Updated: Commission sends MiFID II rules back for re-write

Fionn O'raghallaigh


The European Commission has sent rules for incoming financial regulation back to be re-written, including the in/out test energy firms will use to decide if they have to be licensed as an investment firm.

The European Securities and Markets Authority (ESMA) submitted its rules, known as regulated technical standards, for the second markets in financial instrument directive (MiFID II) to the commission in September (see EDEM and ESGM 28 September 2015). It was expected that the commission would have approved or rejected the rules by January.

“We have asked ESMA to do some fine-tuning in three specific areas [out of 28] in order to have a more cautious approach in the early phases of the MiFID II roll out,” said a commission spokeswoman.

Two of areas to be re-written will have a huge impact on commodity trading and the energy industry. One of the re-writes is for the test energy firms will use to calculate whether they need to apply for a MiFID licence and operate more like an investment firm. The other is on position limits,

It is unclear what the timeline is for when the re-written rules will come out. In theory ESMA has six weeks to respond. Speaking at the EU Parliament, a commission representative previously said it might be possible to speed up that timeframe (see EDEM and ESGM 2 March 2016).

It is also unclear if ESMA will talk with participants about any changes it will make. A representative said the agency was reviewing the letter from the commission, and so it was too early to add anything else.


The rules submitted by ESMA in September contained two tests firms had to pass to stay out of MiFID. One test is based on a company’s share of a market such as EU gas, and whether it breaches specific thresholds. The other is the main business test. This would involve firms calculating their position in derivatives and EU allowances, and measuring this against their overall position. This will then give a percentage of how much of their trade is proprietary or speculative. Again this figure would be measured against certain thresholds.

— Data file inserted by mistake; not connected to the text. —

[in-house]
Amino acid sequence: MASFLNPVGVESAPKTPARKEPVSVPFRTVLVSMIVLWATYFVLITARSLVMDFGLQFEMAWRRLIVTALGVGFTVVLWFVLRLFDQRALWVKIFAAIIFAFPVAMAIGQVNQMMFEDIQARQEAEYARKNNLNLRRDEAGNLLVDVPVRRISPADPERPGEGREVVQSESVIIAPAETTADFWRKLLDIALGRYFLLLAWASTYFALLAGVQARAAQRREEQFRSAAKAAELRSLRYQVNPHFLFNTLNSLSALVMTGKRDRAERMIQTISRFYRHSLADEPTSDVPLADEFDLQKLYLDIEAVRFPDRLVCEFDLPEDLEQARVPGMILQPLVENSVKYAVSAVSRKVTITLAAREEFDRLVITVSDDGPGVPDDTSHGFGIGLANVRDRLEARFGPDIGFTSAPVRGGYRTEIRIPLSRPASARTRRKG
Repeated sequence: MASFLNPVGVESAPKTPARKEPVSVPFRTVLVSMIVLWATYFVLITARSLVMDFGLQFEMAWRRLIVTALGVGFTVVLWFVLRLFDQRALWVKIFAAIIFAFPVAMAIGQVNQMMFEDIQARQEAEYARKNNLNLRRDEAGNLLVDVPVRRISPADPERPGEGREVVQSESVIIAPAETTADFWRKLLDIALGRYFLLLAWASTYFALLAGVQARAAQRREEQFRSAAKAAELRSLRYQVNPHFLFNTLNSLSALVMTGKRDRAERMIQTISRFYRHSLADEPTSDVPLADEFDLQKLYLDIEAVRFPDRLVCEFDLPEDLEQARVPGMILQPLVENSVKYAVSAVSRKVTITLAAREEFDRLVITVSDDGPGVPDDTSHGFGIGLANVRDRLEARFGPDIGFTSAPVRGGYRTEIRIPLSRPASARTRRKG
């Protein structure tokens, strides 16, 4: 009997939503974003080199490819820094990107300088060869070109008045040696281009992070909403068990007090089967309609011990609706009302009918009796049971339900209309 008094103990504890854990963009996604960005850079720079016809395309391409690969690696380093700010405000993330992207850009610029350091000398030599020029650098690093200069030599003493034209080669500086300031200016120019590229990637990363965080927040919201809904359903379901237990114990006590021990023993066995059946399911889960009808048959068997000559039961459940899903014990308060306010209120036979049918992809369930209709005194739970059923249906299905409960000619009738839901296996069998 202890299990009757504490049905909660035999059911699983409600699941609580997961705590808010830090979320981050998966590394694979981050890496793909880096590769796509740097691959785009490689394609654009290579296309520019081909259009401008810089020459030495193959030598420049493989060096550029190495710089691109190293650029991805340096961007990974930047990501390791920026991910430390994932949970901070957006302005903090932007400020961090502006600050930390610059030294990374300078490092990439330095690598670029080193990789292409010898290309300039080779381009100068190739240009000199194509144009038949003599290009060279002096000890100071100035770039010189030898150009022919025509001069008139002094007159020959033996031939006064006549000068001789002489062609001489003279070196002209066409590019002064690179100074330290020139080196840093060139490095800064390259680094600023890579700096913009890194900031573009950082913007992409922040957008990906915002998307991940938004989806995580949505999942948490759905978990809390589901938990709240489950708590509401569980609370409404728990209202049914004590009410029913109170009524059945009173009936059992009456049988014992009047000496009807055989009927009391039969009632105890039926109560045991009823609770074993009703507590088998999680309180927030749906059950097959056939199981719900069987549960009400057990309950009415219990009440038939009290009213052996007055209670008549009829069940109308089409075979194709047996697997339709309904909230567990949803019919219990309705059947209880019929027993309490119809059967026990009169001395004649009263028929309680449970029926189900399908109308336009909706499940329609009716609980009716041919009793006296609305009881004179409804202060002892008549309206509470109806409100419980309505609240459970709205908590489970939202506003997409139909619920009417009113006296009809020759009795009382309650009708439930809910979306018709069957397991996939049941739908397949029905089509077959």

Energy market participants were concerned the main business test did not measure the trading activity against the whole business of a company, including the owning of power and gas assets.

One proposal from industry was to add an additional layer for companies that fail the main business test. There could be a capital employed test including investments in infrastructure for commodity traders that fail the main business test. It is unclear if the commission wants this to be added, but both EU parliamentarians and member states have expressed concern on this area.

The commission also wants ESMA to look at position limits. National regulatory authorities will be in charge of setting the size of a position any one party can have in a particular derivative or economically-equivalent over-the-counter contract. EU politicians have said they thought the range national regulators could use to apply a limit was too wide and might not work for both liquid and illiquid markets (see EDEM and ESGM 24 June 2015). The third area is on pre-trade transparency for non-equity derivatives.

More changes

The request to re-write the three sections comes in the wake of members of the European parliament postponing on Wednesday a vote to formally back the delay to the start of MiFID II to early 2018 (see EDEM and ESGM 16 March 2016). This is because of negotiations behind the scenes between parliamentarians, member states and the commission to find a compromise suitable to all parties.

None of the areas up for re-write should affect the building of IT infrastructure needed for MiFID II. The time needed to build this infrastructure was the primary reason the commission wanted to the delay the start of the directive. 
It is possible these other talks could lead to changes such as when countries have to transpose the directive into national legislation. fionn.oraghallaigh@icis.com


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